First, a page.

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You are here: Home / Teams / Genome mechanics - A. Piazza / Publications / Cohesin regulates homology search during recombinational DNA repair

Cohesin regulates homology search during recombinational DNA repair

Aurele Piazza, Helene Bordelet, Agnes Dumont, Agnes Thierry, Jerome Savocco, Fabien Girard, and Romain Koszul (2021)

Nature Cell Biology, 23:1176–1186.

Homologous recombination repairs DNA double-strand breaks (DSB) using an intact dsDNA molecule as a template. It entails a homology search step, carried out along a conserved RecA/Rad51-ssDNA filament assembled on each DSB end. Whether, how and to what extent a DSB impacts chromatin folding, and how this (re)organization in turns influences the homology search process, remain ill-defined. Here we characterize two layers of spatial chromatin reorganization following DSB formation in Saccharomyces cerevisiae. Although cohesin folds chromosomes into cohesive arrays of ~20-kb-long chromatin loops as cells arrest in G2/M, the DSB-flanking regions interact locally in a resection- and 9-1-1 clamp-dependent manner, independently of cohesin, Mec1ATR, Rad52 and Rad51. This local structure blocks cohesin progression, constraining the DSB region at the base of a loop. Functionally, cohesin promotes DSB–dsDNA interactions and donor identification in cis, while inhibiting them in trans. This study identifies multiple direct and indirect ways by which cohesin regulates homology search during recombinational DNA repair.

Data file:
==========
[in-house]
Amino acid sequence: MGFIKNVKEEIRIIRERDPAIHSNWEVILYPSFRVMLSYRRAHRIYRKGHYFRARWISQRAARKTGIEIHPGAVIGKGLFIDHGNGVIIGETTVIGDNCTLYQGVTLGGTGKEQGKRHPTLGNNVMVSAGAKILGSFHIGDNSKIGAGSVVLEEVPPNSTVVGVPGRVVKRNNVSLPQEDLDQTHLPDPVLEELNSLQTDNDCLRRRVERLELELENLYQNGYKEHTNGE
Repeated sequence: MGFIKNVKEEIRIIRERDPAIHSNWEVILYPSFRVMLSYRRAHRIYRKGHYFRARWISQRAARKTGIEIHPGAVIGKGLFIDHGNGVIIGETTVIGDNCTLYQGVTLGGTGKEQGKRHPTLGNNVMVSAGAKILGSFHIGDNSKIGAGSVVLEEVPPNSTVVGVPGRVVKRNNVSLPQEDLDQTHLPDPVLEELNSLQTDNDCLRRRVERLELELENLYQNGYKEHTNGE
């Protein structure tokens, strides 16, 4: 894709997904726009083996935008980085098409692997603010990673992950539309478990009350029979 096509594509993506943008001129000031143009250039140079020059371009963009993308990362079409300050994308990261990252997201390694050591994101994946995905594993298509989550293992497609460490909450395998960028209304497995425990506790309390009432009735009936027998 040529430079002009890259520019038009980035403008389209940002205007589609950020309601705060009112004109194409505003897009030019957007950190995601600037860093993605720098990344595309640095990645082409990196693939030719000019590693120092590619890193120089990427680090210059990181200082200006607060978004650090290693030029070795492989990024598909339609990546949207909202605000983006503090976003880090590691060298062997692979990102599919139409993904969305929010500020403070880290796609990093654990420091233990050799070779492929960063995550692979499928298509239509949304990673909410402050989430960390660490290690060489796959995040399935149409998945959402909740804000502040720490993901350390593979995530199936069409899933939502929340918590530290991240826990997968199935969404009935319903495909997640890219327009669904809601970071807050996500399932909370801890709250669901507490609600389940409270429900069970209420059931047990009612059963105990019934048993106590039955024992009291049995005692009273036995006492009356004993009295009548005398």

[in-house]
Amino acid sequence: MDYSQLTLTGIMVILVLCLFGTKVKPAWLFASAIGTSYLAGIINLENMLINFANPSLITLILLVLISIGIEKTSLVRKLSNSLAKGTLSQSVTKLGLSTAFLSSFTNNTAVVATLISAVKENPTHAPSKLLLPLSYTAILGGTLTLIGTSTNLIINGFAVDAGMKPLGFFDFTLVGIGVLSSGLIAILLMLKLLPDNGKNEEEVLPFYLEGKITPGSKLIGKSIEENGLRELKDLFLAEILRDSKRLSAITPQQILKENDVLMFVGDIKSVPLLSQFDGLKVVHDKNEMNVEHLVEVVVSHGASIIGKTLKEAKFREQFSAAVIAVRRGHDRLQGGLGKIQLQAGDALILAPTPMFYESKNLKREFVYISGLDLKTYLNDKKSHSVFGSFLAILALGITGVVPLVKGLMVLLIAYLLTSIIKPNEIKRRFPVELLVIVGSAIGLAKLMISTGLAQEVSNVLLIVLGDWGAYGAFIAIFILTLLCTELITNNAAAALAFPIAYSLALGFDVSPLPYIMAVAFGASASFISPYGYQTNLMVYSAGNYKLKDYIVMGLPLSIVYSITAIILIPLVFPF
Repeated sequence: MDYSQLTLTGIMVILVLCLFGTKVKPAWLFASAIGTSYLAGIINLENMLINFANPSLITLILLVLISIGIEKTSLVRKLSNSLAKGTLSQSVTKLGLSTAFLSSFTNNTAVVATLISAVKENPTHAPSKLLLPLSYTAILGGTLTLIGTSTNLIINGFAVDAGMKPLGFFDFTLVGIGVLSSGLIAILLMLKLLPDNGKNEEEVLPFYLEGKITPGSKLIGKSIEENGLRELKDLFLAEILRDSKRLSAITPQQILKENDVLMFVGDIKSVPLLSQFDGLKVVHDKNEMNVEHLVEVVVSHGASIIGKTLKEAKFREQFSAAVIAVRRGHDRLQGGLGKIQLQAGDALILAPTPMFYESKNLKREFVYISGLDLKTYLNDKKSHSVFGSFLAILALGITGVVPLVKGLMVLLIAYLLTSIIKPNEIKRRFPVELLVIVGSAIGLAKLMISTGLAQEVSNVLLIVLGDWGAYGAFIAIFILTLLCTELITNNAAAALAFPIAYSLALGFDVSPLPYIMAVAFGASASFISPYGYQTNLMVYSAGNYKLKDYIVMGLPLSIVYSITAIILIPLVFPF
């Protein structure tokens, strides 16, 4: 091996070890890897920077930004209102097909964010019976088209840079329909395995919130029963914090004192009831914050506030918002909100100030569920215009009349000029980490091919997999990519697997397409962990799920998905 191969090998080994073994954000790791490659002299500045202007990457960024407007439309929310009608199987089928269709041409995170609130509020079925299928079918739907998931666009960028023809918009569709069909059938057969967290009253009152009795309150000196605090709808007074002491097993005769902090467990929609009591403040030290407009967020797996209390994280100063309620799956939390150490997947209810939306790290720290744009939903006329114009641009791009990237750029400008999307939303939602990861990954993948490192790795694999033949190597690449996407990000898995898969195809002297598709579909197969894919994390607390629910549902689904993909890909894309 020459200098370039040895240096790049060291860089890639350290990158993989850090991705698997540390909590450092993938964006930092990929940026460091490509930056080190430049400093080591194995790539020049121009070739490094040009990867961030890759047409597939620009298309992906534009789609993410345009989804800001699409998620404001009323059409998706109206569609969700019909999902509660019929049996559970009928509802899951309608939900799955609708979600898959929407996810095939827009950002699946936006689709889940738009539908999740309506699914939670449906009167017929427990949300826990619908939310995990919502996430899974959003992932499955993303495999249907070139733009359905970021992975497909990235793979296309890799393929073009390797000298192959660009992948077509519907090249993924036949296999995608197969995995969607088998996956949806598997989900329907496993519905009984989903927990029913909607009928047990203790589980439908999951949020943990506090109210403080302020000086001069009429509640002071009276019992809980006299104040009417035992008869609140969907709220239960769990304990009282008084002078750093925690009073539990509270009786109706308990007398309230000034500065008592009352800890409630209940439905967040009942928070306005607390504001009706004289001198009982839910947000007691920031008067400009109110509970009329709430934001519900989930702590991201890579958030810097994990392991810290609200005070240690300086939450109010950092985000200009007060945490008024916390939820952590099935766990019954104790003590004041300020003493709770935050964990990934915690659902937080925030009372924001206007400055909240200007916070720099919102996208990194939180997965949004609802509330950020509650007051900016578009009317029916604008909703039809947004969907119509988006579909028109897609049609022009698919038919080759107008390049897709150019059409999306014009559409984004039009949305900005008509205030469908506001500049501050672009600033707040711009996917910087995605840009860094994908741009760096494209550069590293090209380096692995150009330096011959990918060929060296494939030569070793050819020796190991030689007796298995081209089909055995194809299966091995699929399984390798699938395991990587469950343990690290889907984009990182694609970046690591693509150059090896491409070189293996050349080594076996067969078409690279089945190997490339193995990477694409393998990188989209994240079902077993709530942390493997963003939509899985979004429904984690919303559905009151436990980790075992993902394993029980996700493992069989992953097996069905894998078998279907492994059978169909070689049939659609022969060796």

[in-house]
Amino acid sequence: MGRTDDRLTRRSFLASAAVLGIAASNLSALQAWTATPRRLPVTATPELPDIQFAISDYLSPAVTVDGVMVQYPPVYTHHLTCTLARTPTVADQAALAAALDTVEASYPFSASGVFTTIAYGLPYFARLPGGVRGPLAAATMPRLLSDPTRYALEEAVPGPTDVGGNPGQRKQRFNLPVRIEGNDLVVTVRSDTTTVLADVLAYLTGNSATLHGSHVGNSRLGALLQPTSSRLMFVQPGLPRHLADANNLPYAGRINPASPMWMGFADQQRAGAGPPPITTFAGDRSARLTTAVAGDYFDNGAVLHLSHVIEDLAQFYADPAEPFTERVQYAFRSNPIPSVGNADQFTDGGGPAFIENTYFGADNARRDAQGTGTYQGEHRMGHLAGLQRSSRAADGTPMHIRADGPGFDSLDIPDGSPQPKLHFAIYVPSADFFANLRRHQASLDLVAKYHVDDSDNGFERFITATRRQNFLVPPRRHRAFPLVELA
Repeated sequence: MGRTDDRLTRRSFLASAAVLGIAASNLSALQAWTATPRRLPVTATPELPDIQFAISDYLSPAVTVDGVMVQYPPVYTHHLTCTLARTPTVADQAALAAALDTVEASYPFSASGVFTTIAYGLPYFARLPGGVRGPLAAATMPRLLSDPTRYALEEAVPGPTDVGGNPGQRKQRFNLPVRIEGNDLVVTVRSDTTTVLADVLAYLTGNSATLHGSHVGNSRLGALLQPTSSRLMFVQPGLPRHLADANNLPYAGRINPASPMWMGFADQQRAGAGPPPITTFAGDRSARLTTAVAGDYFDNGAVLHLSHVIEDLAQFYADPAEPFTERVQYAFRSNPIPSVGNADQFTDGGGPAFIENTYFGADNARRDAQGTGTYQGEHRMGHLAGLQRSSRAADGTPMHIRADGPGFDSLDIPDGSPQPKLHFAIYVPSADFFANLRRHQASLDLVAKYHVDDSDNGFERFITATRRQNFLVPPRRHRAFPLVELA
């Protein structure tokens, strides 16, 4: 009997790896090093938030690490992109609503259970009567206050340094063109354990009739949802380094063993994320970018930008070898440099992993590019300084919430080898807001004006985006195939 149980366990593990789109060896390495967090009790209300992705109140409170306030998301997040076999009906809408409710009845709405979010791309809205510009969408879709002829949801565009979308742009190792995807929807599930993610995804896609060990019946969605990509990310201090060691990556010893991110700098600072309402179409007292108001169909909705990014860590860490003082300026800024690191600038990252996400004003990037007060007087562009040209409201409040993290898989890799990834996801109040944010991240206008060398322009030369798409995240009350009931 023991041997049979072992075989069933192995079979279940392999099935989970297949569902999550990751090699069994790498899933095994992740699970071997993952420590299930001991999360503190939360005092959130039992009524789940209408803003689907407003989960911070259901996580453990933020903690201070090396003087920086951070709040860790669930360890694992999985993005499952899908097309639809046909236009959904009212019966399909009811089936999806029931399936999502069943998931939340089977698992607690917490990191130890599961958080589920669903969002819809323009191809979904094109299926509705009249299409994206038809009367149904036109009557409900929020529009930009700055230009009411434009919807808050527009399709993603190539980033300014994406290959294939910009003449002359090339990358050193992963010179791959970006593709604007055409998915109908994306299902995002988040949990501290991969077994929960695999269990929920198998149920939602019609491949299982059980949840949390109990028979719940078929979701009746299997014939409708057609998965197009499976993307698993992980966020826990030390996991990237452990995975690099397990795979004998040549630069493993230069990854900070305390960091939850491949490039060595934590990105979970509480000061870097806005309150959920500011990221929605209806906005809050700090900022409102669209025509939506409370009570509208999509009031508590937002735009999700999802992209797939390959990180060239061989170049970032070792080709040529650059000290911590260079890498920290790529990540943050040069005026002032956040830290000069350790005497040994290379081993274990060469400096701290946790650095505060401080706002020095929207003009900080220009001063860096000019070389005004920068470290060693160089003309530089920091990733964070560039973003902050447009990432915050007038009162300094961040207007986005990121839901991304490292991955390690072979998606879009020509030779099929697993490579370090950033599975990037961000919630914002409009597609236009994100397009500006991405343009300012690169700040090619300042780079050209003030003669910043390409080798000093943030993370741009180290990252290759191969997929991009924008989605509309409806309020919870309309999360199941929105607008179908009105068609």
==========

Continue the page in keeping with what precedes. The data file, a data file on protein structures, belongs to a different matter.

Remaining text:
DNA repair, DNA recombination, 3D genome, genome organization

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